Abstract

Sabatine, M. S., Morrow, D. A., Giugliano, R. P., Burton, P. B., Murphy, S. A., McCabe, C. H., Gibson, C. M., Braunwald, E. Association of hemoglobin levels with clinical outcomes in acute coronary syndromes Circulation. 2005;111(16):2042-9.

BACKGROUND: In the setting of an acute coronary syndrome (ACS), anemia has the potential to worsen myocardial ischemia; however, data relating anemia to clinical outcomes in ACS remain limited.

METHODS AND RESULTS: We examined the association between baseline hemoglobin values and major adverse cardiovascular events through 30 days in 39,922 patients enrolled in clinical trials of ACS. After adjustment for differences in baseline characteristics and index hospitalization treatments, a reverse J-shaped relationship between baseline hemoglobin values and major adverse cardiovascular events was observed. In patients with ST-elevation myocardial infarction, when those with hemoglobin values between 14 and 15 g/dL were used as the reference, cardiovascular mortality increased as hemoglobin levels fell below 14 g/dL, with an adjusted OR of 1.21 (95% CI 1.12 to 1.30, P<0.001) for each 1-g/dL decrement in hemoglobin. At the other end of the range of hemoglobin, patients with hemoglobin values >17 g/dL also had excess mortality (OR 1.79, 95% CI 1.18 to 2.71, P=0.007). In patients with non-ST-elevation ACS, with those with hemoglobin 15 to 16 g/dL used as the reference, the likelihood of cardiovascular death, myocardial infarction, or recurrent ischemia increased as the hemoglobin fell below 11 g/dL, with an adjusted OR of 1.45 (95% CI 1.33 to 1.58, P<0.001) for each 1 g/dL decrement in hemoglobin. Patients with hemoglobin values >16 g/dL also had an increased rate of death or ischemic events (OR 1.31, 95% CI 1.03 to 1.66, P=0.027).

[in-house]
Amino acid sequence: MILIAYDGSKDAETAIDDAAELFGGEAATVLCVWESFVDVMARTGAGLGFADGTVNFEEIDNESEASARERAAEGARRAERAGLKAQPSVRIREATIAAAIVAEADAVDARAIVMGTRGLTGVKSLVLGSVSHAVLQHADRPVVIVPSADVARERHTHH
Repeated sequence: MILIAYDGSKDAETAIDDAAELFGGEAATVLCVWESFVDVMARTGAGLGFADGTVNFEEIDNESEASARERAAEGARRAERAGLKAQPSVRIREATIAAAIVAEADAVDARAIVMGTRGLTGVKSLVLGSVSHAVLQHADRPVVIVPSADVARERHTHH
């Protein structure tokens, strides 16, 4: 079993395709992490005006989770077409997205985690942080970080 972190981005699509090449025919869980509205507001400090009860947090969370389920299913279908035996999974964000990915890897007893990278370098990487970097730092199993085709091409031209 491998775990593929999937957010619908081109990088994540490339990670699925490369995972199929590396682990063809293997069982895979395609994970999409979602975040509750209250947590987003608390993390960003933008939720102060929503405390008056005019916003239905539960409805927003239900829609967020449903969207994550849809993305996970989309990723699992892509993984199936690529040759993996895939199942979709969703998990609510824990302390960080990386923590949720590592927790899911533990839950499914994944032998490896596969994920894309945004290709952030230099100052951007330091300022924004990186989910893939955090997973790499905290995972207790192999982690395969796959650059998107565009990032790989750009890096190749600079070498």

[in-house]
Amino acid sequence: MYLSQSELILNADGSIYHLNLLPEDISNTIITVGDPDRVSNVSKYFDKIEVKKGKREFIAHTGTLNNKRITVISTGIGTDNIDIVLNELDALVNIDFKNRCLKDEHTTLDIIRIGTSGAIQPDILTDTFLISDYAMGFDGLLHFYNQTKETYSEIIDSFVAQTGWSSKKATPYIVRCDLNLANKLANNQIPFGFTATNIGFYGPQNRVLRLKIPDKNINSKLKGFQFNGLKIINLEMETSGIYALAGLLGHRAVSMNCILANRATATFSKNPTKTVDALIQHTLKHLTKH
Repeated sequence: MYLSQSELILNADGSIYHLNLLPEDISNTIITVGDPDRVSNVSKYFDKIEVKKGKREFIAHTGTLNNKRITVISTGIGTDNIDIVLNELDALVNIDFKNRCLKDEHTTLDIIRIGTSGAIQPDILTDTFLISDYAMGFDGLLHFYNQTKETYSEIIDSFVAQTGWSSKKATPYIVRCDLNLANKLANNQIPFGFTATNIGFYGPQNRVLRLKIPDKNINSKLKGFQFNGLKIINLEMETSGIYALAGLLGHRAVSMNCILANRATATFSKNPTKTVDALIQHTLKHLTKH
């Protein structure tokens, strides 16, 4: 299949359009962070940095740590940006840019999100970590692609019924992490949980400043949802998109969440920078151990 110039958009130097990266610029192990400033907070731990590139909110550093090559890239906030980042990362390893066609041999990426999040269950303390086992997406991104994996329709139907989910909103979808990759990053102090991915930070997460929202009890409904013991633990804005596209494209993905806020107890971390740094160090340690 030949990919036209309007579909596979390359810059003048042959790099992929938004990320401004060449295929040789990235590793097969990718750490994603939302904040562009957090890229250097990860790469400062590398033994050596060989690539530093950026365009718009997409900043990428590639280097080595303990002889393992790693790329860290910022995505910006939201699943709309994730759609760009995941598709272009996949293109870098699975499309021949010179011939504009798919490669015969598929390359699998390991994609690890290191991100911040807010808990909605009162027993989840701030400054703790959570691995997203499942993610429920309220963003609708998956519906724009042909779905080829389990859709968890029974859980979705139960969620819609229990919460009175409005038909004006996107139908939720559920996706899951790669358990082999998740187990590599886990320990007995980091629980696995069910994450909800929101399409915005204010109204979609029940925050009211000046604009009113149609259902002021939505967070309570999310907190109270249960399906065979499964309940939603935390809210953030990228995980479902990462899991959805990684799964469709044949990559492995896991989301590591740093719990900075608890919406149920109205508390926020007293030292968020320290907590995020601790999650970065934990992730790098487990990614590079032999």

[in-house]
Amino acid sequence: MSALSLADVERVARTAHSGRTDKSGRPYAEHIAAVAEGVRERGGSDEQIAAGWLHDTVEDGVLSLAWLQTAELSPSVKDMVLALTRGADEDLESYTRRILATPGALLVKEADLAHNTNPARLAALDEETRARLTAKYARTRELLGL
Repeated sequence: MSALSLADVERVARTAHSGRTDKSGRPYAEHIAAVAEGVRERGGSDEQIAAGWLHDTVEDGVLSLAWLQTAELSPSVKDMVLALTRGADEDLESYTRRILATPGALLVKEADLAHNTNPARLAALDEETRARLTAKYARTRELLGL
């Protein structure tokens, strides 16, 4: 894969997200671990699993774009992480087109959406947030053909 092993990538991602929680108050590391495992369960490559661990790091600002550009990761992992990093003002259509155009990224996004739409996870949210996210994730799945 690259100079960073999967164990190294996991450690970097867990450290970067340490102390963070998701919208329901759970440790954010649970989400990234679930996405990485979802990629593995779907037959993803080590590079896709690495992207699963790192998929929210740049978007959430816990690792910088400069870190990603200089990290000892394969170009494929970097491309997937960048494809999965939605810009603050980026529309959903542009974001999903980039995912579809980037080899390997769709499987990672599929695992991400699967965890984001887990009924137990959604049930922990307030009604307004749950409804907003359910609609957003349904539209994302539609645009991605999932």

CONCLUSIONS: Anemia is a powerful and independent predictor of major adverse cardiovascular events in patients across the spectrum of ACS.

Trial: